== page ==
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Cefpodoxime Proxetil

A Review of its Antibacterial Activity, Pharmacokinetic Properties and Therapeutic Potential

Abstract

Synopsis

Cefpodoxime proxetil is an orally administered prodrug which is absorbed and de-esterifled by the intestinal mucosa to release the third generation cephalosporin, cefpodoxime.

Cefpodoxime is stable towards the most commonly found plasmid-mediated β-lactamases and the drug has a broad spectrum of antibacterial activity encompassing both Gram-negative and Gram-positive bacteria, rendering it a possible option for empirical use in a wide range of community acquired infections in both adult and paediatric patinets. The extended plasma half-life of cefpodoxime (1.9 to 3.7h) permits twice daily administration.

In comparative trials, twice daily cefpodoxime proxetil (dose equivalent cefpodoxime 100 to 400mg) was as effective as a 3- to 4-times daily regimen of phenoxymethylpenicillin in pharyngotonsillitis, as well as thrice daily amoxicillin (with or without clavulanic acid) or cefaclor against infections of the ear, the upper and lower respiratory tract, the urinary tract and those of the skin and soft tissues. The latter reflects the enhanced antistaphylococcal activity of cefpodoxime, which distinguishes it from other orally active third generation cephalosporins such as cefixime. Most notably, an oral regimen of cefpodoxime proxetil was as efficacious as parenterally administered ceftriaxone for the treatment of bronchopneumonia in hospitalised patients at risk due to the presence of underlying diseases, addictions or advancing age. A single oral dose of cefpodoxime was also as efficacious as ceftriaxone in uncomplicated anogenital gonococcal infections.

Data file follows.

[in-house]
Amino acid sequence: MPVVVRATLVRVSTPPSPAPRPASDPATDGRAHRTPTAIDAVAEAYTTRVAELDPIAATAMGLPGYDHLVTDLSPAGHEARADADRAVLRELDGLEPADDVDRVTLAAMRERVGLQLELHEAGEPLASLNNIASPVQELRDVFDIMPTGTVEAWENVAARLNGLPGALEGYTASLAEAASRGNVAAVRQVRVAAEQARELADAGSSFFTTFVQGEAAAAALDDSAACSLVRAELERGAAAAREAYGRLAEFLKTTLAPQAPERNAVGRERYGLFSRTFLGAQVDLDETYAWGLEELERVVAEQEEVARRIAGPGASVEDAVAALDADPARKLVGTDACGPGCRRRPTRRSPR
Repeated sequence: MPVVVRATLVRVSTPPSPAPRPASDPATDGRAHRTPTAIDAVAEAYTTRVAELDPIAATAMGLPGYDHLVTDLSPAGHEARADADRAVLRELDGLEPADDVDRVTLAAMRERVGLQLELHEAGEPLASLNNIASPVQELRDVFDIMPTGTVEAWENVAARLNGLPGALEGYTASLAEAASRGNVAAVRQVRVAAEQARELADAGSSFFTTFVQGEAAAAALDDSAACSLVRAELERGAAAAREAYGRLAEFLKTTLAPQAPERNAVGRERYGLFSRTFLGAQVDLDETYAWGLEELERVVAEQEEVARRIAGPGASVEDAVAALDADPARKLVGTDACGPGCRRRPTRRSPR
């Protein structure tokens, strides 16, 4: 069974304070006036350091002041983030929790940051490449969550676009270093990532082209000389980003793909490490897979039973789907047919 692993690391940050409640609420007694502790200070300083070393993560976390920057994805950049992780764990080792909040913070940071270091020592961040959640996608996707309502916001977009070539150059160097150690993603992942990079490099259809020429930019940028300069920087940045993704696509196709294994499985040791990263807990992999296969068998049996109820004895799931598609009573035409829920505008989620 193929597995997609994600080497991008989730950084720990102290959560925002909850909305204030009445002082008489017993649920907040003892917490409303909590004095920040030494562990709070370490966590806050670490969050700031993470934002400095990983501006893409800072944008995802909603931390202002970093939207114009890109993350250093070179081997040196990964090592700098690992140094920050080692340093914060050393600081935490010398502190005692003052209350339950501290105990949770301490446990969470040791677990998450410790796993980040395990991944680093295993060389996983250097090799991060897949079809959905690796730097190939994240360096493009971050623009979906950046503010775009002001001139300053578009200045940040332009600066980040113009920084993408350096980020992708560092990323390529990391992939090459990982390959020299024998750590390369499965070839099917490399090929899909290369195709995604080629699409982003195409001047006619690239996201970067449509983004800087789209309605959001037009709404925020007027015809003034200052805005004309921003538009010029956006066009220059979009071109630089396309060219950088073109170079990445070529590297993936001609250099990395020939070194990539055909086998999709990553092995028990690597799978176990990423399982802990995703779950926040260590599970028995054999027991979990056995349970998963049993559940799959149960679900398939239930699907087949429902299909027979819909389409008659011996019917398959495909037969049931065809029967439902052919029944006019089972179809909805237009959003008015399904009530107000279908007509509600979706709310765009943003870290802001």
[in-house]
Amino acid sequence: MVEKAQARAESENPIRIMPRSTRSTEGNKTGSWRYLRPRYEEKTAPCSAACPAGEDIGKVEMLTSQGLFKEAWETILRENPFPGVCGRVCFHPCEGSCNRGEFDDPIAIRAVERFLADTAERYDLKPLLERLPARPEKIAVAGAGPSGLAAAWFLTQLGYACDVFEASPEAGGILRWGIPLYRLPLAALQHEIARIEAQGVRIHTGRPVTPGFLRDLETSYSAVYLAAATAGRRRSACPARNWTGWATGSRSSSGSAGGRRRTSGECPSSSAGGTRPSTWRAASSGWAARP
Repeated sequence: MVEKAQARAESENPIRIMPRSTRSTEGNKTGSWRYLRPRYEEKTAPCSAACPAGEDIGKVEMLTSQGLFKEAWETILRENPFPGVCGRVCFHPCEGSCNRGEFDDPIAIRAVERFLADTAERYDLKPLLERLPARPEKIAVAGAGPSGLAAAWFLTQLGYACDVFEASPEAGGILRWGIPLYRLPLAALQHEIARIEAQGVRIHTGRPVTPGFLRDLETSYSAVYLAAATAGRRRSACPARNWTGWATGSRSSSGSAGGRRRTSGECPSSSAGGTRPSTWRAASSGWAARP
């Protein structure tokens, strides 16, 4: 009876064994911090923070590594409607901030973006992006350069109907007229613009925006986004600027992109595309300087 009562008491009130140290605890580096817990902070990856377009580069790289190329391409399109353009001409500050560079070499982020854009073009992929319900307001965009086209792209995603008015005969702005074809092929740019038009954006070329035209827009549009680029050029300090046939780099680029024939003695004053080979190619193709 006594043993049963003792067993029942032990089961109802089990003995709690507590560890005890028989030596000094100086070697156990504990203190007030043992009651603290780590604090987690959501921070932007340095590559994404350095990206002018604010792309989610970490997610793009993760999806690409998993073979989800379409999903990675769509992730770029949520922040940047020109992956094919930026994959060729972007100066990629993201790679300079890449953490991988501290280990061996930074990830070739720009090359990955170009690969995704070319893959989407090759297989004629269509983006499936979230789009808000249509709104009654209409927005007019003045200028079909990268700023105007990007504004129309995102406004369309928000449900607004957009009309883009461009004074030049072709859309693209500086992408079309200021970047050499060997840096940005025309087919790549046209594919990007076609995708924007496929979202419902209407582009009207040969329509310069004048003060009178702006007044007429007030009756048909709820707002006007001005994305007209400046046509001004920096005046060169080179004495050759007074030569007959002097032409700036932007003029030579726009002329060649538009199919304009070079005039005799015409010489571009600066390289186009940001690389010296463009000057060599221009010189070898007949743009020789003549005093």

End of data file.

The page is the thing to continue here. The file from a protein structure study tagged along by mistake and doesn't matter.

Cefpodoxime proxetil is generally well tolerated, with mild to moderate gastrointestinal disturbances occurring in 4 to 15% of patients treated with therapeutic doses.

Thus, a convenient twice daily oral regimen of cefpodoxime proxetil can be prescribed as an effective alternative to established β-lactam therapies in the empirical outpatient treatment of infections of the respiratory and urinary tracts as well as those of the skin and soft tissues.

Antibacterial Activity

Cefpodoxime is highly active against both Haemophilus influenzae and Moraxella catarrhalis including β-lactamase producing strains, with a minimum inhibitory concentration for 90% of tested strains (MIC90) ⩽ 1 mg/L; cefpodoxime had a similar potency to that of cefixime but greater than that of cefuroxime, cefaclor and cephalexin against these microorganisms. Moreover, cefpodoxime was more active against H. influenzae including β-lactamase producing strains than amoxicillin/clavulanic acid, although these drugs shared a similar potency against M. catarrhalis.

Cefpodoxime is particularly active against Neisseria spp., including N. gonorrhoeae (MIC90 ⩽ 0.06 mg/L), against which it was only slightly less potent than ceftriaxone.

Most tested strains of Enterobacteriaceae including Escherichia coli, Proteus mirabilis, Klebsiella (pneumoniae and oxytoca) and Providencia (rettgeri and stuartii) are susceptible to cefpodoxime (MIC90 < 2 mg/L). In general, cefpodoxime shows a greater inhibitory activity against Enterobacteriaceae compared with cefaclor, cephalexin and cefuroxime, but it is less potent than cefixime. However, cefpodoxime shows a weak inhibitory activity against Citrobacter freundii, Serratia marcescens, Morganella morganii, and Enterobacter cloacae (MIC50 and/or MIC90 ⩾ 4 mg/L), reflecting the presence of inducible cephalosporinases within these species. Pseudomonas aeruginosa is resistant to cefpodoxime.